The case for Monte Morris to start for the Nuggets

In just one year, Monte Morris has developed from a fourth-string point guard to a critical component of the Denver Nuggets' dynamic bench unit. Here's why he's due for a promotion.

Monte Morris' jump from G-League afterthought to key role player for the Denver Nuggets in just one year has been nothing short of remarkable. After playing just 15 minutes for the Nuggets for the entirety of last season, he's now the fulcrum for one of the most productive bench units in the league. The most remarkable aspect of his growth, however, is that he didn't change much about his game to get there.

Watching Morris play is somehow both a completely average and absolutely mind-boggling experience. At first glance, he's just an everyday floor general: dishing it off to the open man, hitting spot-up three's, and playing hard-nosed defense. It's only when you really start watching the way he plays that the true beauty of his game starts to show itself. Whenever he has the ball in his hands, he seems to be in complete command of and in complete harmony with the flow of the game. It's truly something special.

This is usually the part of the piece where I'd dive into clips of difficult plays he's made that help to illustrate the nuances of his game, but the thing that makes Morris' game unique is that he doesn't quite have those. He doesn't make any especially difficult shots or particularly advanced passes, rather he just consistently makes the right play and tries to find the open man. But those are all things that he had long before his break-out season.

The leaps and bounds he's taken as a scorer this year are the real propellers behind his sudden growth. Before this season, he wasn't enough of a threat as a scorer to justify giving him even backup minutes, especially with his limitations defensively, but he seems to have turned a new leaf as a scorer this year. It's not like he started hitting pull-up threes, but he's at least made himself a threat to do something with the ball in his hands besides just move it.

Because Moreyball principles have taken over pretty much every offense in the league, defenses are noticeably trying to force the opposition into the mid-range. The most common way that's manifesting is in pick-and-roll defense where the defense drops their big into the paint to protect the rim, while the guard flies over the screen to run the ball-handler off the three-point line. The problem with that defense, as I wrote about last week, is that it can be pretty easily exploited if the guard can score from that zone. And we're seeing that play out with Morris this year.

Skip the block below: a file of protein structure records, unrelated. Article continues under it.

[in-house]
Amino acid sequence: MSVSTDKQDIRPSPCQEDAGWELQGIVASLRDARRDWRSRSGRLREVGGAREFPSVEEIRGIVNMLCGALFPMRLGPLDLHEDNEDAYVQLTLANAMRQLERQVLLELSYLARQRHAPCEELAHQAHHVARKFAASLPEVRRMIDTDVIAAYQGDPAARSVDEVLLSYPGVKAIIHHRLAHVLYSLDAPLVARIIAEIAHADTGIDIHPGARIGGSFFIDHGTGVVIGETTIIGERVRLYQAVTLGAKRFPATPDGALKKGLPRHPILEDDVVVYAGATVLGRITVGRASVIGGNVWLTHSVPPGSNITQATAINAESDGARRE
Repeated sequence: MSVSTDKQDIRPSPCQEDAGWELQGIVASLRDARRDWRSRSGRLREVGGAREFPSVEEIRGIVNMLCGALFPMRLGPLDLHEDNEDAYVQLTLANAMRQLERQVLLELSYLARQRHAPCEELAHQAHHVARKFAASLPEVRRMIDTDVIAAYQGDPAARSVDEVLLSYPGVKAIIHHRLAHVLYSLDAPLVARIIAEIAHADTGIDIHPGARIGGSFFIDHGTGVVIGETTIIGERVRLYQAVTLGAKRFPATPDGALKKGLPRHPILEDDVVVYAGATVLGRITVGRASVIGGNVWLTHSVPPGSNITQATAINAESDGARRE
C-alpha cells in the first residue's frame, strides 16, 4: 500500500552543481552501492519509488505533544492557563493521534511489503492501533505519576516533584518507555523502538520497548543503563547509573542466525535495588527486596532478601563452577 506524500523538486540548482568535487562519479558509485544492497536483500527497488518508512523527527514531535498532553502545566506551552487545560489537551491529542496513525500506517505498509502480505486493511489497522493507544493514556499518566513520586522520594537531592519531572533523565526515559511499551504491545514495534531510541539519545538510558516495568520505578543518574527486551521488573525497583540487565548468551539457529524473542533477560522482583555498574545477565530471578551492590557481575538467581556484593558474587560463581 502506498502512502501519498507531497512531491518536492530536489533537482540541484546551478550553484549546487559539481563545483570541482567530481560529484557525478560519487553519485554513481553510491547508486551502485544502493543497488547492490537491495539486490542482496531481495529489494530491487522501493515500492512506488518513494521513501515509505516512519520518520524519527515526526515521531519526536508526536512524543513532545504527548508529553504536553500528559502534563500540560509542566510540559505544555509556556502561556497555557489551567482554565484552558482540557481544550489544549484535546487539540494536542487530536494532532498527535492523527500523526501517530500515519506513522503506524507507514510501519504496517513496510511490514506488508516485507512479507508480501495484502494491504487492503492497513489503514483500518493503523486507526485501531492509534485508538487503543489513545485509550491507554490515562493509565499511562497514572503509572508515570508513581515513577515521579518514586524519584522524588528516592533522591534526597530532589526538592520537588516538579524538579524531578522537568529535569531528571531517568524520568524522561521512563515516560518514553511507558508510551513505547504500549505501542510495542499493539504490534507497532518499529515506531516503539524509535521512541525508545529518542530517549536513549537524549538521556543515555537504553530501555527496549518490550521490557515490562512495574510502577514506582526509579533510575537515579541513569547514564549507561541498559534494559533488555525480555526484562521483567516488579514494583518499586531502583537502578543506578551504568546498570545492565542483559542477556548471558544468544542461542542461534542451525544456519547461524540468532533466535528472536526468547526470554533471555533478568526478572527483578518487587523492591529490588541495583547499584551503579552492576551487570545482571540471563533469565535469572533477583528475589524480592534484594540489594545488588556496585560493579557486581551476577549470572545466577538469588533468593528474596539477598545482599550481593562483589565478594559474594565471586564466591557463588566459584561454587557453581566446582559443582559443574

Defenses are consistently giving him that area to work in, and he's punishing them almost every time. Again, he's not doing anything that special, he's just taking what the defense gives him. It happens in the play below, for example, where he ventures into the paint and hits a routine floater:

It's not an especially hard shot to hit, but it is vitally important to his game. Those shots are going to be there more often than not, and by just being able to occasionally knock them down, he can generate easy points for an offense that seems to make everything harder for itself. That therein might be the most important thing he brings to the offense: ease.

Having someone who can knock down easy shots and consistently make the right play, makes everything run so much smoother. More importantly, it makes him a comfortable fit in almost any line-up. There's a reason that not one Nugget has a negative net rating with Morris – a demonstration of cohesion that's virtually unheard of.

Should he be starting?

Even though he's coming off the bench now, there's a solid case to be made that he should be the starting point guard over Jamal Murray. As the starter, he could become the second facilitator alongside Nikola Jokic that Denver has been in dire need of for a millennium while hitting just enough shots to keep defenses honest. Meanwhile, letting Murray feast on second units and take a bigger share of the offense could be exactly what Murray needs to get back on track.

The risk factor of moving Murray to the bench is pretty big; if it doesn’t work out and he can’t break out of his slump, there aren’t many options for the team past moving on – something they’ve invested way too much against to happen. The organization has spent the better part of the last three years making Murray, Gary Harris, and Nikola Jokic, their cornerstones for the future. Benching Murray after all that would be a bad look Even with that risk, moving Morris to the starting line-up would put everyone in their proper places. Murray could become a super sixth man coming off the bench and adjust to a more natural role as a scorer, while Morris would simply feed the ball to Nikola Jokic, make smart cuts, and keep the offense running the way it’s supposed to. It just makes sense. 

The optics of Murray to the bench wouldn’t look great, but it could be precisely what Denver needs to jumpstart their offense. 

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